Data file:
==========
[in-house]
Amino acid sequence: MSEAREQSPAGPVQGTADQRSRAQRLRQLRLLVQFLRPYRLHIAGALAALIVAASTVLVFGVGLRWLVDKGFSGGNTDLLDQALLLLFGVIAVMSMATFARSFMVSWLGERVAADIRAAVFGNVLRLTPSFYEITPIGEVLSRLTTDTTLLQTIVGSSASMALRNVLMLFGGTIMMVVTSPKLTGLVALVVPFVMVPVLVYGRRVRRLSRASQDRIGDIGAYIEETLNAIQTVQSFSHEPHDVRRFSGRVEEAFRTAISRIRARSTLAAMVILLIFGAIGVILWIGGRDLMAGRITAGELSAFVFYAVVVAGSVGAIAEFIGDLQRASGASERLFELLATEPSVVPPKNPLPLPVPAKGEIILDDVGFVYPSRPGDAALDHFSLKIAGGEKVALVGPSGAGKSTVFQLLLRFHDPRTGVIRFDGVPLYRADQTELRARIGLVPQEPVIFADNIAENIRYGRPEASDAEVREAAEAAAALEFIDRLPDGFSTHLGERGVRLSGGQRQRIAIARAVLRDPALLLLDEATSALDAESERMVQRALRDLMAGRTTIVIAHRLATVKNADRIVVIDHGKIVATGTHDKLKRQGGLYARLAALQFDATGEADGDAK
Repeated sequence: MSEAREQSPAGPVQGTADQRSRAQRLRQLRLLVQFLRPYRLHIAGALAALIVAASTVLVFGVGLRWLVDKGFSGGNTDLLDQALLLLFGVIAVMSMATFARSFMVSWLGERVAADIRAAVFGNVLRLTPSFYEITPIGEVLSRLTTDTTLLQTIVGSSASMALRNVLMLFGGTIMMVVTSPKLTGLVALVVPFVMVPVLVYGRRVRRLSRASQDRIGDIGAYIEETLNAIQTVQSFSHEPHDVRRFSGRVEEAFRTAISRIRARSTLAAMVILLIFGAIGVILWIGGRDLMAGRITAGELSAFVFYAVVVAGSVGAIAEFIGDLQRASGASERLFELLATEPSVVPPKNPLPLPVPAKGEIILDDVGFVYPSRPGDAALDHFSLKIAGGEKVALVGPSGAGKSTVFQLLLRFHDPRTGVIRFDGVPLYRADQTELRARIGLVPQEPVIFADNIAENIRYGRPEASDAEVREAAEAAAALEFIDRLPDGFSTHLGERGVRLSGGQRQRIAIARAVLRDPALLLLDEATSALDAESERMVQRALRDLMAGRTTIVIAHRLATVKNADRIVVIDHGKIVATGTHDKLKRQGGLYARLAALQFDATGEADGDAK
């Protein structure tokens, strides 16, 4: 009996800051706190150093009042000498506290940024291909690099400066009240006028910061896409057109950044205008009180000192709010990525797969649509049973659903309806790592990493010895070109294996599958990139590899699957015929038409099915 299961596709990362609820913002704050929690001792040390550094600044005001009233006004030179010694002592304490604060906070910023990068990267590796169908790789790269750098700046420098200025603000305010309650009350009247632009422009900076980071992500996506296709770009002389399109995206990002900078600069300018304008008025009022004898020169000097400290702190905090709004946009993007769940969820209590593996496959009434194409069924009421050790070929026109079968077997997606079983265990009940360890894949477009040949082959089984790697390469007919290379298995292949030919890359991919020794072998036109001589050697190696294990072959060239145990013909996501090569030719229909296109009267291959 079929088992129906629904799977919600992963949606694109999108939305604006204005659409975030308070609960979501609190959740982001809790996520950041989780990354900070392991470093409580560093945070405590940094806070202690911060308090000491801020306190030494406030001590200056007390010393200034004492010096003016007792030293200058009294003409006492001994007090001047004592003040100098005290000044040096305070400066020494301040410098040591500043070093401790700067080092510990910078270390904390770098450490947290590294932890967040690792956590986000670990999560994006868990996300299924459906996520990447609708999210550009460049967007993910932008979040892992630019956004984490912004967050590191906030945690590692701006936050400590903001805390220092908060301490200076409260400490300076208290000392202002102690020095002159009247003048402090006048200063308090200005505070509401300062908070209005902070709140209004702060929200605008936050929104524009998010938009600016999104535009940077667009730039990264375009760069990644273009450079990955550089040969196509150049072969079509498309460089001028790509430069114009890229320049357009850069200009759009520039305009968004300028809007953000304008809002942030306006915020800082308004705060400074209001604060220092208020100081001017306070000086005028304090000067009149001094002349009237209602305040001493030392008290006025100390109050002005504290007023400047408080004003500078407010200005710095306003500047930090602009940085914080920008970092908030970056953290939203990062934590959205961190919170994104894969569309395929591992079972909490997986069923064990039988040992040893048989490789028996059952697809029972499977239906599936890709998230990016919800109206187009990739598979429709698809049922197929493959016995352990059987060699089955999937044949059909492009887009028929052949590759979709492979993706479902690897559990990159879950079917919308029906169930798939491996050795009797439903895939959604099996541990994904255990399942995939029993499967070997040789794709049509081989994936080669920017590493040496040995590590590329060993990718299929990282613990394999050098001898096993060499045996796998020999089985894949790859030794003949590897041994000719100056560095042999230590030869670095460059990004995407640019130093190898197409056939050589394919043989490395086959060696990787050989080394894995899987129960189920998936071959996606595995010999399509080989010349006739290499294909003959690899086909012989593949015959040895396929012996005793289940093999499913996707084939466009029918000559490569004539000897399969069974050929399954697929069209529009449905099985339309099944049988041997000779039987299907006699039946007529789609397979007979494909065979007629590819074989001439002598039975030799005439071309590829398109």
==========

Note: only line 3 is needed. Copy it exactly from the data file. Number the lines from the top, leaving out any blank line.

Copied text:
Repeated sequence: MSEAREQSPAGPVQGTADQRSRAQRLRQLRLLVQFLRPYRLHIAGALAALIVAASTVLVFGVGLRWLVDKGFSGGNTDLLDQALLLLFGVIAVMSMATFARSFMVSWLGERVAADIRAAVFGNVLRLTPSFYEITPIGEVLSRLTTDTTLLQTIVGSSASMALRNVLMLFGGTIMMVVTSPKLTGLVALVVPFVMVPVLVYGRRVRRLSRASQDRIGDIGAYIEETLNAIQTVQSFSHEPHDVRRFSGRVEEAFRTAISRIRARSTLAAMVILLIFGAIGVILWIGGRDLMAGRITAGELSAFVFYAVVVAGSVGAIAEFIGDLQRASGASERLFELLATEPSVVPPKNPLPLPVPAKGEIILDDVGFVYPSRPGDAALDHFSLKIAGGEKVALVGPSGAGKSTVFQLLLRFHDPRTGVIRFDGVPLYRADQTELRARIGLVPQEPVIFADNIAENIRYGRPEASDAEVREAAEAAAALEFIDRLPDGFSTHLGERGVRLSGGQRQRIAIARAVLRDPALLLLDEATSALDAESERMVQRALRDLMAGRTTIVIAHRLATVKNADRIVVIDHGKIVATGTHDKLKRQGGLYARLAALQFDATGEADGDAK